Blood Lead Level Tests

YippeeKiYoRed

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On the advice of a friend had a Blood Lead Level (BLL) test done. Results show I have slightly elevated levels but no immediate concern. I think this is one of the overlooked aspects of firearm ownership. If you shoot or reload on a regular basis might want to talk to your Primary Care Physician about getting a BLL test. They just need to take a little blood and you can always couple it with any other blood lab work you might need done. As for me - will start making sure to wash my hands after shooting or reloading and before eating or drinking. No more drinks or snacks anywhere near the firing line. When shooting indoors I'll make sure the exhaust system is running. Probably get retested in 6-months or a year.
 
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Its not just the ammo. Old machinery may have lead compounds in their paint, coatings, plumbing, or materials. Same for fishing weights, wheel weights... house/building plumbing...edit. apparently some lubricants and greases have lead... some very old (1960s or older?) Cars/vehicles used to use lead filler for weld seams on bodywork.. customs from that era often had lead solder/filler.
 

gmerkt

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I think it is a lot more of a consideration for those who are casting bullets. But a concern at all levels of activity with guns.

I've been shooting for over 55 years, reloading for 40 years, used to cast bullets, I got had my level checked and was within normal limits so I don't think about it much now.

Many years ago, one of the guys at work was casting lead downrigger balls for fishing. He was breaking up lead acid batteries as a source of lead. He started feeling ill all the time, went to the doctor and the level of lead in his blood was quite high.
 

arakboss

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On the advice of a friend had a Blood Lead Level (BLL) test done. Results show I have slightly elevated levels but no immediate concern. I think this is one of the overlooked aspects of firearm ownership. If you shoot or reload on a regular basis might want to talk to your Primary Care Physician about getting a BLL test. They just need to take a little blood and you can always couple it with any other blood lab work you might need done. As for me - will start making sure to wash my hands after shooting or reloading and before eating or drinking. No more drinks or snacks anywhere near the firing line. When shooting indoors I'll make sure the exhaust system is running. Probably get retested in 6-months or a year.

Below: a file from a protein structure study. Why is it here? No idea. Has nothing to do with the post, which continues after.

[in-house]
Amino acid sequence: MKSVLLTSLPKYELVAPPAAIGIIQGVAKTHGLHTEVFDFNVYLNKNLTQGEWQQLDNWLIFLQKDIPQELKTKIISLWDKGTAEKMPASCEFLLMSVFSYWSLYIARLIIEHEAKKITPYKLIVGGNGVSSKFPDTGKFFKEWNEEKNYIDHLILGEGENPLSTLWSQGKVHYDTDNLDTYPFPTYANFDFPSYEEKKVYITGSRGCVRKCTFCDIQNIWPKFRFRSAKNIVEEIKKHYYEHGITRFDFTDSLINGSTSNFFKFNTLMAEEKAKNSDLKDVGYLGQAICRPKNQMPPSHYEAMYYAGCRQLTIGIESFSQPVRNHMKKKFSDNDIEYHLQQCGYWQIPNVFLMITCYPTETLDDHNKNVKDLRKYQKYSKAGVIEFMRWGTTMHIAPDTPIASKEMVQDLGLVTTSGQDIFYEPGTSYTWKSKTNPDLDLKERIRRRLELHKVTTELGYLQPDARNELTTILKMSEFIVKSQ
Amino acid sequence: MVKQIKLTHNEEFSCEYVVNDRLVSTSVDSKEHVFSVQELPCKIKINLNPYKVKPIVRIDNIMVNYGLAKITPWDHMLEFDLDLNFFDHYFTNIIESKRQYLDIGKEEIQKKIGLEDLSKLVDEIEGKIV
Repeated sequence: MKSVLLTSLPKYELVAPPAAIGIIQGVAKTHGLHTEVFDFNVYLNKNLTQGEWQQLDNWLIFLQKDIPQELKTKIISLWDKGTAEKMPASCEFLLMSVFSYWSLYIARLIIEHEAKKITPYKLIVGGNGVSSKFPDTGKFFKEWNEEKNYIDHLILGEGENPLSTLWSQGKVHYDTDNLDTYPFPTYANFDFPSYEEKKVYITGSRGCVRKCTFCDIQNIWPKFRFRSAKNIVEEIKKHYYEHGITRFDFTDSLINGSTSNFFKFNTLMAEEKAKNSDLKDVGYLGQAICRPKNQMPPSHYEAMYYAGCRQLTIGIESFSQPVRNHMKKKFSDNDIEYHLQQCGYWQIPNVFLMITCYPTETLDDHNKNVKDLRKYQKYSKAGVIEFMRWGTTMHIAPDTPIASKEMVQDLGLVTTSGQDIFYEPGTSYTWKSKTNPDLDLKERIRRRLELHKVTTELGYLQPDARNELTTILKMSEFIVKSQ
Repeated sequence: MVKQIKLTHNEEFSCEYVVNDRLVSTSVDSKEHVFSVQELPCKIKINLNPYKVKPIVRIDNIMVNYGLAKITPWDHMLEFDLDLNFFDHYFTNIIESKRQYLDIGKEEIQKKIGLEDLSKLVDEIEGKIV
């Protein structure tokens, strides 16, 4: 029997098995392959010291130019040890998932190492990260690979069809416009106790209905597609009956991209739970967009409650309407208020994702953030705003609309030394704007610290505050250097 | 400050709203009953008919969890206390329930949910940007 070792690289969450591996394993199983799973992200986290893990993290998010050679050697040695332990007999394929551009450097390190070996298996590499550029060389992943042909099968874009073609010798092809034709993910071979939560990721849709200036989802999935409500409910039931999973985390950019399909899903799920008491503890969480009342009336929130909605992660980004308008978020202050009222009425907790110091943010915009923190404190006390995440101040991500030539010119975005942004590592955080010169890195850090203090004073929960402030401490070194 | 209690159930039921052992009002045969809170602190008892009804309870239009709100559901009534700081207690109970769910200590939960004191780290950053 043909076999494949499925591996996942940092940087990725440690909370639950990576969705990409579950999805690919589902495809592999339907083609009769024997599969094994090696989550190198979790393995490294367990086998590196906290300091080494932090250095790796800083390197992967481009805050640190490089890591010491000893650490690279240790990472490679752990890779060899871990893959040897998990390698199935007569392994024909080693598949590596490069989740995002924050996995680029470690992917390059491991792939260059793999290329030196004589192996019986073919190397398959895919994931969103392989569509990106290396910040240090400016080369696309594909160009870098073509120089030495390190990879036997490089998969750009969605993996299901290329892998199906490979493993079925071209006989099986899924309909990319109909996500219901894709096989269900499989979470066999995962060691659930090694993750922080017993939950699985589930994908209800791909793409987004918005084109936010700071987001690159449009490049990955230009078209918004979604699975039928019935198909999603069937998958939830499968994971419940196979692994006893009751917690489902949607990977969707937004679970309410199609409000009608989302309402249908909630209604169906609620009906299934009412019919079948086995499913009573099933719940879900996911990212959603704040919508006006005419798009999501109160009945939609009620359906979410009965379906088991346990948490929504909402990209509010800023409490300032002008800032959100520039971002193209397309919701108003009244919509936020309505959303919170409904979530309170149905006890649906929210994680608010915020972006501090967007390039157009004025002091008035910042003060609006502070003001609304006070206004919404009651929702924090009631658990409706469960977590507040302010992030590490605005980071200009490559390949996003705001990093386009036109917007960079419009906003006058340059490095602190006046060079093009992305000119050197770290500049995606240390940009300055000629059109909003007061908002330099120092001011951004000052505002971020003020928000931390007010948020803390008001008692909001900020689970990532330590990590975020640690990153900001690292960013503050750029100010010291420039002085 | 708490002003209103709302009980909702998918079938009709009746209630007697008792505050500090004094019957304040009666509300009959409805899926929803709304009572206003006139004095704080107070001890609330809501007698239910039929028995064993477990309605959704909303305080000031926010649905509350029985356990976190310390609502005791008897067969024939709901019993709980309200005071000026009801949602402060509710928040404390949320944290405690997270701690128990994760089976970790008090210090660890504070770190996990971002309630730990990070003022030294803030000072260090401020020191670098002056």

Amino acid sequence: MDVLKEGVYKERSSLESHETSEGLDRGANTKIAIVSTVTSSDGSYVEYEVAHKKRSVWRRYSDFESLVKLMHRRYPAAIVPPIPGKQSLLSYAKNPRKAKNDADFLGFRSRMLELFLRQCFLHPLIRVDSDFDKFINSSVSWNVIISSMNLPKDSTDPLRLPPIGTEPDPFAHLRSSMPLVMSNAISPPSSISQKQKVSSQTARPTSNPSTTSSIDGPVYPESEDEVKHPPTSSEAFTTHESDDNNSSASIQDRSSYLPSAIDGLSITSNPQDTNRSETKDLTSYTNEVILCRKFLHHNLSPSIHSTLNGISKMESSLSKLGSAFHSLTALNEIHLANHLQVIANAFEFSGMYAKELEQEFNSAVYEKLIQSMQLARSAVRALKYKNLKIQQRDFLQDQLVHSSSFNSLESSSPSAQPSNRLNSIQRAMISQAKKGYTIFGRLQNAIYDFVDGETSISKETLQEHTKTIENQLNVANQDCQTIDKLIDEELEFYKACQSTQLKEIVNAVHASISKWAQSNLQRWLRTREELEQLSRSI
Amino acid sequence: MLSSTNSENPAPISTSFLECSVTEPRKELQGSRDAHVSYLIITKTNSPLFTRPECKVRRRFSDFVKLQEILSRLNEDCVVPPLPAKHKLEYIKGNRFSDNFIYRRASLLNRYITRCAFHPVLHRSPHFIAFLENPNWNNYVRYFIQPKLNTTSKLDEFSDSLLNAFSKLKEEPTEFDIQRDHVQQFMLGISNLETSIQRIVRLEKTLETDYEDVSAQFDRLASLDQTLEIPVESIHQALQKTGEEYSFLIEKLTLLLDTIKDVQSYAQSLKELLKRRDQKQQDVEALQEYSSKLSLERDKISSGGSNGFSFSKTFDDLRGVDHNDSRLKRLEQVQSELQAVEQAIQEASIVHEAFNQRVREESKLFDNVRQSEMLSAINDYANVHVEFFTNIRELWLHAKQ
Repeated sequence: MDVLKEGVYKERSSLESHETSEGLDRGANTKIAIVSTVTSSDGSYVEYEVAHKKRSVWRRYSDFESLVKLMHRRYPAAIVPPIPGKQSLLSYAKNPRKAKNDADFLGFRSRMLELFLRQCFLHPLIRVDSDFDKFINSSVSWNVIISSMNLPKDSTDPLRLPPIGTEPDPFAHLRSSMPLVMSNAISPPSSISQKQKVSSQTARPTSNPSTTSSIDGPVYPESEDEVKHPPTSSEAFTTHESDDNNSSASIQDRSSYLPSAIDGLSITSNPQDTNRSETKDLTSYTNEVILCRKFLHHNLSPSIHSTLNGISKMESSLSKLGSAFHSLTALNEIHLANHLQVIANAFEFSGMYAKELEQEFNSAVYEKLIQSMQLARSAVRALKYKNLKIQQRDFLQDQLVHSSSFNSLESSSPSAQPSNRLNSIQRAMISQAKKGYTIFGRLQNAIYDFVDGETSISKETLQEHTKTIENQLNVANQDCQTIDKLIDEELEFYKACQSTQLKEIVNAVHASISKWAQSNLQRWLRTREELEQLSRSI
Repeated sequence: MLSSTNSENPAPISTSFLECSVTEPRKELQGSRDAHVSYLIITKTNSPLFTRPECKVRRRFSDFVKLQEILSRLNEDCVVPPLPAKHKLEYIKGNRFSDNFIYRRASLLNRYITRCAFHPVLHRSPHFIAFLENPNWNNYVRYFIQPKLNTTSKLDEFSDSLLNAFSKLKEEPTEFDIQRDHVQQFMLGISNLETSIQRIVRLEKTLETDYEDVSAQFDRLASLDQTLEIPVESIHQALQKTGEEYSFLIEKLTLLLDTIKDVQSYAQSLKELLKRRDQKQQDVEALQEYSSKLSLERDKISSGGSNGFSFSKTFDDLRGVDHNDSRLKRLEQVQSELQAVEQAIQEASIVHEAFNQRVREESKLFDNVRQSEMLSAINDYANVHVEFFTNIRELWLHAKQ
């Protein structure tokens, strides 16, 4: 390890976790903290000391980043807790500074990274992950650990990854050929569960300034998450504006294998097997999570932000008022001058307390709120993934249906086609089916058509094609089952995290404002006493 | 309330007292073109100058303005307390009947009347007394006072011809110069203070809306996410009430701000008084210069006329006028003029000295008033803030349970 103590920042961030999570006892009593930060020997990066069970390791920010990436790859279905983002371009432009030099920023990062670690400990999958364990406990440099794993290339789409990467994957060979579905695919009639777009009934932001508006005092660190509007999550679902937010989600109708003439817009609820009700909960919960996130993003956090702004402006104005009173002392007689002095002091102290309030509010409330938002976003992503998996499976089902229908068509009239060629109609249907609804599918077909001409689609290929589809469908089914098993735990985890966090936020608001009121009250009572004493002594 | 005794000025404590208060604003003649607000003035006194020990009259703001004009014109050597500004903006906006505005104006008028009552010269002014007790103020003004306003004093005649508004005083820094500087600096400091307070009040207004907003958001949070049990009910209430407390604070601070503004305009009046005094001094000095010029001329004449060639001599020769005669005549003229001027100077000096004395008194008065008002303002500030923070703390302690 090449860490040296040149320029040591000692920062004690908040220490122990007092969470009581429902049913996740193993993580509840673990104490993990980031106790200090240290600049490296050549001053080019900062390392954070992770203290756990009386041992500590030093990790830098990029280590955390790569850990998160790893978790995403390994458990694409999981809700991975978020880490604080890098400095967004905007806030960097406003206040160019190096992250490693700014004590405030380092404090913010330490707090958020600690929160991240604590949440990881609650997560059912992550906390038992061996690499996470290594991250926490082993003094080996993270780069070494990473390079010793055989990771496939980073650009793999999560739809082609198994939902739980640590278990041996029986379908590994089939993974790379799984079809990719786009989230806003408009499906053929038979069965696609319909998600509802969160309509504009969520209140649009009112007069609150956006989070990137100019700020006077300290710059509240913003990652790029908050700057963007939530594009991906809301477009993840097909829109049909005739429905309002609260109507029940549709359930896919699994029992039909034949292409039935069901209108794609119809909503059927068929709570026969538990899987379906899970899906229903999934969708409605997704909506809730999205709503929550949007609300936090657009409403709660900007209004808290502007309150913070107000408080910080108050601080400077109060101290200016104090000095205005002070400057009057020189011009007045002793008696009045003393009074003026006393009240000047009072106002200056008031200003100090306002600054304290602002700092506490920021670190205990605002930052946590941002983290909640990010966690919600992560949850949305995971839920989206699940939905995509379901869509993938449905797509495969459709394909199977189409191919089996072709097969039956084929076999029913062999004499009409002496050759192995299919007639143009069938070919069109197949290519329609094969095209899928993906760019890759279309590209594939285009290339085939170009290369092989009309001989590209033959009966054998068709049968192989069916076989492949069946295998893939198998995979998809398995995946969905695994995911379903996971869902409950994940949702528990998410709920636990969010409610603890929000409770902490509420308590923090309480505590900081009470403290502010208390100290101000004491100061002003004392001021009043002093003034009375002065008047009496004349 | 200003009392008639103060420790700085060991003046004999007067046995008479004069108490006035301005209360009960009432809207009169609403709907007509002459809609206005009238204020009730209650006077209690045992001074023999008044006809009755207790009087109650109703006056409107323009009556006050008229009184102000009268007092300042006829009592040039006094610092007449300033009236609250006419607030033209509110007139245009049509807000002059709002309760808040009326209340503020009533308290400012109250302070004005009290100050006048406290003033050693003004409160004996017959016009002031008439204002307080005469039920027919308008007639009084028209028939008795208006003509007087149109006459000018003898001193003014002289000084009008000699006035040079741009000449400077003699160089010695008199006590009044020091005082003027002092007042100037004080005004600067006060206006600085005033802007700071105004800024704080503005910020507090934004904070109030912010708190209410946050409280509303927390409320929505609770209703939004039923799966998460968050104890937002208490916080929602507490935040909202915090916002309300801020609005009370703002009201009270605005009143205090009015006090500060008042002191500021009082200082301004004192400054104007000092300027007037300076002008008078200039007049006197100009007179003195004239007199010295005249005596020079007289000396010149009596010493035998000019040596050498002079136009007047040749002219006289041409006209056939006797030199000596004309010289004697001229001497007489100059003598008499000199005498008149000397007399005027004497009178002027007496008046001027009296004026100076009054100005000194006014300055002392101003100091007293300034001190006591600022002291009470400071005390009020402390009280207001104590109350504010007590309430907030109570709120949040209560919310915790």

What is the treatment if you had high levels?
 
You should see what the guys doing radiators have to go through, had a friend have to get tested and he couldn't do radiators anymore. The levels they say are bad nowadays is California standards and nowhere near rational, like the rest of the new standards. The ones who come up with the standards continue to move the goalpost to justify their jobs.
 
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What is the treatment if you had high levels?
Usually removal of (from) the source.

On the advice of a friend had a Blood Lead Level (BLL) test done. Results show I have slightly elevated levels but no immediate concern. I think this is one of the overlooked aspects of firearm ownership.
How old is your house? If your house has lead pipes I would guess it's far more likely your exposure came from there than an occasional trip to the range. But my house has lead pipes and there's nothing wrong with me. Oh, wait...
 

OldBroad44

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Check for lead contamination in soil of any garden beds near a very old house or other structure before growing food in there. Old houses with lead paint could have lead paint flake off and contaminate soil near structure. Then maybe even decades after lead paint has all been removed, someone builds garden beds near structure and grows vegetables in them.